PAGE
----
Addressing age in children’s books is critically important

Personally, I believe the children’s literature world is missing the point. This is the first book for children to tackle this important topic in thirty years, since What It’s Like to Be Old (1991).

1991. Out of print.

In 2021 the World Health Organization (WHO) declared ageism a global threat. It matters greatly if we, the adults, avoid talking about growing older or buy into stereotypes.

And it matters if children’s picture books present older characters as negative stereotypes and equate the aging process with decline and death. Those carefully chosen words and colorful illustrations of later life are helping to create the older adults that children will become.

Stereotypes make us believe all older adults are the same. The reality is—we grow more diverse with age and experience.

Age Positive picture books can counteract the age stereotypes kids take in daily from many sources. (Learn more about ageism in my earlier blog post.)

Learn more about the Inside Out project , see examples and watch a fascinating interview of artist/photographer/disruptor JR by the publisher at Phaidon Books on YouTube.

How can YOU help fight ageism?

  • Buy a copy. How Old Am I? is available wherever good books are sold. You can raise awareness by ordering a copy from your local independent bookstore. Bookshop.org also supports indie bookshops.

 

  • Post a review of How Old Am I? on Amazon, Barnes and Noble or Goodreads online. This informs others of the issues and helps a book’s sales. (Strangely, the current reviews on Amazon are very focused on geography & culture…)

 

 

  • Share this website with teachers, librarians, bookstores, parents, grandparents and others.

 

How Old Am ? is part of a regular roundup of perfect picture books at Perfect Picture Book Fridays on Susanna Leonard Hill’s  website. Find more at her blog here.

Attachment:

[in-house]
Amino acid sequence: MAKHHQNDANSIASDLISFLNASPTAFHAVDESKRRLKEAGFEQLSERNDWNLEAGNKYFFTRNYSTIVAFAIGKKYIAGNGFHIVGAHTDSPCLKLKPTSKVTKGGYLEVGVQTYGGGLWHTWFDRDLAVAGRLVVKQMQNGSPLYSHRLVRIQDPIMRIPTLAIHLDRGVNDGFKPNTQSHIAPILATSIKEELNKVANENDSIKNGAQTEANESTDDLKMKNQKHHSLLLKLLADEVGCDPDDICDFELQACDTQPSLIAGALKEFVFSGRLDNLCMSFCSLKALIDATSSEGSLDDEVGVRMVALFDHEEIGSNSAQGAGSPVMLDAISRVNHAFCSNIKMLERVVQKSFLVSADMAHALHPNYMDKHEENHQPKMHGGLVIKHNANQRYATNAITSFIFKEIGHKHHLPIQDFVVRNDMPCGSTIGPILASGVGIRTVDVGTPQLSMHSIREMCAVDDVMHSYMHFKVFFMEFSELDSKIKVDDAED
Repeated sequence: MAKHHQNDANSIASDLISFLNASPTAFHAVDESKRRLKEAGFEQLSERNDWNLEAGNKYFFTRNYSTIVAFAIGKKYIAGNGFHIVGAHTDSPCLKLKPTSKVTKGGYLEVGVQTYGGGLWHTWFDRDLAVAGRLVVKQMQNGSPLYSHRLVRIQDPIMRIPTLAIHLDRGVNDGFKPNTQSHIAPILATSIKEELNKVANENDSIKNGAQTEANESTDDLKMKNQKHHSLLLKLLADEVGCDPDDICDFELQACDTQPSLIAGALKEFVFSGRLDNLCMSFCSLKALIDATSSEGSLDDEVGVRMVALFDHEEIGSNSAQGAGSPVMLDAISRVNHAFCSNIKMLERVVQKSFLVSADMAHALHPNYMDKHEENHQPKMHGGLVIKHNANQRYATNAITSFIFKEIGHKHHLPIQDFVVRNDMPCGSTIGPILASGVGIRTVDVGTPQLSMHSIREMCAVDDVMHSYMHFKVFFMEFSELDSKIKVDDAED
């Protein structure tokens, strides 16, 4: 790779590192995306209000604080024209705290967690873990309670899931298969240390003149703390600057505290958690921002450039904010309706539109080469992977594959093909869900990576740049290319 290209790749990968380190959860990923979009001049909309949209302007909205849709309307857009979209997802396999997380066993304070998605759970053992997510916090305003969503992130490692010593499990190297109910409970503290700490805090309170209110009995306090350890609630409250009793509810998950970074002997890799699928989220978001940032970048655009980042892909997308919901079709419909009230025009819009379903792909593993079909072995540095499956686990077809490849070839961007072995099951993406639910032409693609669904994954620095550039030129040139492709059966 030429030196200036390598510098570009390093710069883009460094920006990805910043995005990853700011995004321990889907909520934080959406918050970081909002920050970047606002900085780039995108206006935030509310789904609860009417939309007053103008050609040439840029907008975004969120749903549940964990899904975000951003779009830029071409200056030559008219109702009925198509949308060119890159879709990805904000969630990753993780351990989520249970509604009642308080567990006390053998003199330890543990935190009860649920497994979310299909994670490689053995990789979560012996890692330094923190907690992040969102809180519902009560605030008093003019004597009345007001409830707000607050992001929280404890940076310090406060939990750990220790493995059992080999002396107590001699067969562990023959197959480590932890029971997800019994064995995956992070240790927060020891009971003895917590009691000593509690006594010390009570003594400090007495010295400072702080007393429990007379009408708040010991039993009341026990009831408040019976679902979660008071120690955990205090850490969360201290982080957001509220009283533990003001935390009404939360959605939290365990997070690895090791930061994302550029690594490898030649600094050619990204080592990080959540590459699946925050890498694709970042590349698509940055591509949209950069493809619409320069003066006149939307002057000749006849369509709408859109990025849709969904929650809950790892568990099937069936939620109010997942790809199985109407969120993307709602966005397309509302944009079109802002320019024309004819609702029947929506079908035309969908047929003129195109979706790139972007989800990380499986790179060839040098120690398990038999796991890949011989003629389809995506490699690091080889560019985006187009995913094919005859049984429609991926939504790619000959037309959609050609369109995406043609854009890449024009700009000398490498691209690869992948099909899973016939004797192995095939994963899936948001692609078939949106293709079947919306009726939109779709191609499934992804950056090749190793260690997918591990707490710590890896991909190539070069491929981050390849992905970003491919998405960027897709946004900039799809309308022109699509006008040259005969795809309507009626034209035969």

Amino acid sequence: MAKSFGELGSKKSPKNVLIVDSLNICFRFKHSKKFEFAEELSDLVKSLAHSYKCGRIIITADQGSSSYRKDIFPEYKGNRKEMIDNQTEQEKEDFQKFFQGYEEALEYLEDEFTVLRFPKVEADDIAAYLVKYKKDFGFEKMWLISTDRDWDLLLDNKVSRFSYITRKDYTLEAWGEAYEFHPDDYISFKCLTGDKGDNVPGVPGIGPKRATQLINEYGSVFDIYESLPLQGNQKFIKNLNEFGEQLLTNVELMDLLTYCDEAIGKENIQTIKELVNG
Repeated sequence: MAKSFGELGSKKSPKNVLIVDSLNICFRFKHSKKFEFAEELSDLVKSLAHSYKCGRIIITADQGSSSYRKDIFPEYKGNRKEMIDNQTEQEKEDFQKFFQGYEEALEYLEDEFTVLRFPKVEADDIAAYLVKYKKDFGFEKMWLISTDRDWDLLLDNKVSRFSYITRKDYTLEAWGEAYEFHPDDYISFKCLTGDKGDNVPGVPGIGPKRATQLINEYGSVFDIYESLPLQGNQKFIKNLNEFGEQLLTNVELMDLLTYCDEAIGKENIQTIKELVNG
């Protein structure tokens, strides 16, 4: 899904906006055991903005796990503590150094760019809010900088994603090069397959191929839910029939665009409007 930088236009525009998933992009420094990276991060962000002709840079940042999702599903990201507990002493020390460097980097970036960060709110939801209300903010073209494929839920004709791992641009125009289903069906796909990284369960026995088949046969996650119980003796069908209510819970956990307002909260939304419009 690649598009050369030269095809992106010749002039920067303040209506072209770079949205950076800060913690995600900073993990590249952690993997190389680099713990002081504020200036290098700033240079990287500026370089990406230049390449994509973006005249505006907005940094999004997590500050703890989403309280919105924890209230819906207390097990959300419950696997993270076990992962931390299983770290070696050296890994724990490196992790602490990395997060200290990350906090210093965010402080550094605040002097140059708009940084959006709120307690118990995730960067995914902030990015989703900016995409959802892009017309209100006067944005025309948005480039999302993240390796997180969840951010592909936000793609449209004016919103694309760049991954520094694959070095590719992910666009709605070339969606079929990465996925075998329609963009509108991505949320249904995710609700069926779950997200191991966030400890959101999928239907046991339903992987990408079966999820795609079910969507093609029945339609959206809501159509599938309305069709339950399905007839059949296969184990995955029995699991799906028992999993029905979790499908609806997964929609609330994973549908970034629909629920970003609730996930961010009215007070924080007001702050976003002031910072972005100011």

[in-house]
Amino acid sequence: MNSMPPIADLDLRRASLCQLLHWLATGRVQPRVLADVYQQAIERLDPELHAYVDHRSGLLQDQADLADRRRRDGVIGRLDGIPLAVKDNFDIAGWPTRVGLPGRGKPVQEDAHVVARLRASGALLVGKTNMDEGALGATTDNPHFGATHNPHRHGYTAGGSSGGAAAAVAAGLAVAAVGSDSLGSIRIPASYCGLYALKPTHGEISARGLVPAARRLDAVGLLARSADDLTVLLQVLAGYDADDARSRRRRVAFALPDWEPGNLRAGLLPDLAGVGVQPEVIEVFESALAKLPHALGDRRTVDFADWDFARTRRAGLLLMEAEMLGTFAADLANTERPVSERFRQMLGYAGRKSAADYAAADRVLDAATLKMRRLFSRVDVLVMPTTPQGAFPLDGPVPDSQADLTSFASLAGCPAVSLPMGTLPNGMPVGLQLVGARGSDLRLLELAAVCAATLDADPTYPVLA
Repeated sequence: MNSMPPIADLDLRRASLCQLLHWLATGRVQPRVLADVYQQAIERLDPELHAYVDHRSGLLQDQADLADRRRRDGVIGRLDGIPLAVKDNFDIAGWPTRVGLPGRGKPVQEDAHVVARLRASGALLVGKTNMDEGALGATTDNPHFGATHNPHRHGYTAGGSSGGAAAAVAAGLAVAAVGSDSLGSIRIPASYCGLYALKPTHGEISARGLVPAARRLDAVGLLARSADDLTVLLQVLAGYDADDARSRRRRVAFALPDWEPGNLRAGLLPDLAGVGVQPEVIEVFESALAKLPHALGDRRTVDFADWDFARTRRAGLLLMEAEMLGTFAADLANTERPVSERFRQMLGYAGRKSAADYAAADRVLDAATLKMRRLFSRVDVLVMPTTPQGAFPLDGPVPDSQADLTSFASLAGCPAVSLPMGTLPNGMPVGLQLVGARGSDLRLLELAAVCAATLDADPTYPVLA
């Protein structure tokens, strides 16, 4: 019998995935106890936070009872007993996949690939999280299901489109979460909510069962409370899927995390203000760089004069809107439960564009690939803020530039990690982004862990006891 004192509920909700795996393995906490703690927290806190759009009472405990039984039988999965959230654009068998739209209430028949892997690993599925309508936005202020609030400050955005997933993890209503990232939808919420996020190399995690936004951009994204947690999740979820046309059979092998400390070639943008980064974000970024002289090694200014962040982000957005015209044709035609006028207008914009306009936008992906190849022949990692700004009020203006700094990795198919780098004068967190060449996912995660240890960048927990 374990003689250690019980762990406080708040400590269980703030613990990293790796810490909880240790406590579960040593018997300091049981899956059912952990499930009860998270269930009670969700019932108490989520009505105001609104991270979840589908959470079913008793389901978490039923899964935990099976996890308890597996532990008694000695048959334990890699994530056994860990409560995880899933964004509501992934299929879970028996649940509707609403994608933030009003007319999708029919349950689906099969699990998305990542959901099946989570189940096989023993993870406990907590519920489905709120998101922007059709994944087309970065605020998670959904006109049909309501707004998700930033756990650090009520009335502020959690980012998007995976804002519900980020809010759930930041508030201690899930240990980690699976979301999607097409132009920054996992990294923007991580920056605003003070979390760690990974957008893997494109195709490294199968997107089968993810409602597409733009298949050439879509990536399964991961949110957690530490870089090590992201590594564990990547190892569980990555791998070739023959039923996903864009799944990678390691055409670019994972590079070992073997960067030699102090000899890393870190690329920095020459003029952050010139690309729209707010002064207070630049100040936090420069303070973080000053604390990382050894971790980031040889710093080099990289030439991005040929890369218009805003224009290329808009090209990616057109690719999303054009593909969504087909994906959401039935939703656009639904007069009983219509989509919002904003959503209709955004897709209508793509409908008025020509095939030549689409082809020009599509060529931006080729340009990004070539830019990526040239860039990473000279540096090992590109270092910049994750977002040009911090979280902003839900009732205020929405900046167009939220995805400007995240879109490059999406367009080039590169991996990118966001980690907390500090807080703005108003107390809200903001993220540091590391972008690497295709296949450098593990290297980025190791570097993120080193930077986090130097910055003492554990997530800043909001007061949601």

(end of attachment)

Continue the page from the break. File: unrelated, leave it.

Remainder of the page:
This entry was posted in Book Reviews for Ages 3-6, Book Reviews for Ages 6-9, Especially For Teachers and tagged , , , , , , , , , , , . Bookmark the permalink.

6 Responses to How Old Am I? Picture Book Review

  1. This is the first time I’ve seen age addressed with children in a book — and it should be! I like that it counteracts the age stereotypes for children. Look forward to checking this book out. I have always identified with younger people and all of my mentors were what I thought of as of the “wise women’ in my life. Now I play that role.

    • lindseymcd says:

      Thanks for your comment Patricia! So interesting how quickly we pass from one life stage to another. I’m sure you are a terrific mentor.

  2. Jilanne F Hoffmann says:

    Love this! The excerpts you provided really show how it has broad appeal. And I think you are spot on about Kirkus. The reviewer missed the point. Great review!

  3. Andrea Mack says:

    Thank you for sharing this! I would love to have this in my collection to bring out when my students ask, “How old are you?” They are fascinated with ages. This one sounds like a keeper for any age level. I’m going to be looking for it!

    • lindseymcd says:

      That’s great to hear Andrea! I love to think of your students delving into this fantastic book. Thanks for commenting!